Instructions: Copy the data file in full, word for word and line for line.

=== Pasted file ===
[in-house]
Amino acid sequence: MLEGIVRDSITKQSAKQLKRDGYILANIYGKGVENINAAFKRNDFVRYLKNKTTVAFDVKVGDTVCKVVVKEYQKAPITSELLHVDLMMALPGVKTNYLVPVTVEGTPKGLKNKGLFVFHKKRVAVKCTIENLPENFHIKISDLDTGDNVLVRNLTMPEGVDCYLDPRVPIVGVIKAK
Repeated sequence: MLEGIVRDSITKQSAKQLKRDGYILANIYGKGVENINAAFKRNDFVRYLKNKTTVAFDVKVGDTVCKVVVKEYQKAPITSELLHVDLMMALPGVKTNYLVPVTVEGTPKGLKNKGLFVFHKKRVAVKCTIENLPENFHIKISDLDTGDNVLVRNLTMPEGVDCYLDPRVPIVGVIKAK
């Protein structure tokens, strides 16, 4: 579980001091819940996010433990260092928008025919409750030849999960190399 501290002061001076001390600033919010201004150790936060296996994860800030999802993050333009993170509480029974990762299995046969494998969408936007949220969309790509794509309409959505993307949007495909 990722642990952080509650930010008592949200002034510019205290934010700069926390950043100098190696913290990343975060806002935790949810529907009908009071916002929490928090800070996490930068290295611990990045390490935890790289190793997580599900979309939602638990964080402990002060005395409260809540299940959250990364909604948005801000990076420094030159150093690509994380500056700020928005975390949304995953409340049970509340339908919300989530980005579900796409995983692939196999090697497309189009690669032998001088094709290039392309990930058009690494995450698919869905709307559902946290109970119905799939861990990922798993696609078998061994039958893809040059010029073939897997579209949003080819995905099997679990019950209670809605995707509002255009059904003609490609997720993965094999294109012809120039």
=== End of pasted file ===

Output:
[in-house]
Amino acid sequence: MLEGIVRDSITKQSAKQLKRDGYILANIYGKGVENINAAFKRNDFVRYLKNKTTVAFDVKVGDTVCKVVVKEYQKAPITSELLHVDLMMALPGVKTNYLVPVTVEGTPKGLKNKGLFVFHKKRVAVKCTIENLPENFHIKISDLDTGDNVLVRNLTMPEGVDCYLDPRVPIVGVIKAK
Repeated sequence: MLEGIVRDSITKQSAKQLKRDGYILANIYGKGVENINAAFKRNDFVRYLKNKTTVAFDVKVGDTVCKVVVKEYQKAPITSELLHVDLMMALPGVKTNYLVPVTVEGTPKGLKNKGLFVFHKKRVAVKCTIENLPENFHIKISDLDTGDNVLVRNLTMPEGVDCYLDPRVPIVGVIKAK
């Protein structure tokens, strides 16, 4: 579980001091819940996010433990260092928008025919409750030849999960190399 501290002061001076001390600033919010201004150790936060296996994860800030999802993050333009993170509480029974990762299995046969494998969408936007949220969309790509794509309409959505993307949007495909 990722642990952080509650930010008592949200002034510019205290934010700069926390950043100098190696913290990343975060806002935790949810529907009908009071916002929490928090800070996490930068290295611990990045390490935890790289190793997580599900979309939602638990964080402990002060005395409260809540299940959250990364909604948005801000990076420094030159150093690509994380500056700020928005975390949304995953409340049970509340339908919300989530980005579900796409995983692939196999090697497309189009690669032998001088094709290039392309990930058009690494995450698919869905709307559902946290109970119905799939861990990922798993696609078998061994039958893809040059010029073939897997579209949003080819995905099997679990019950209670809605995707509002255009059904003609490609997720993965094999294109012809120039």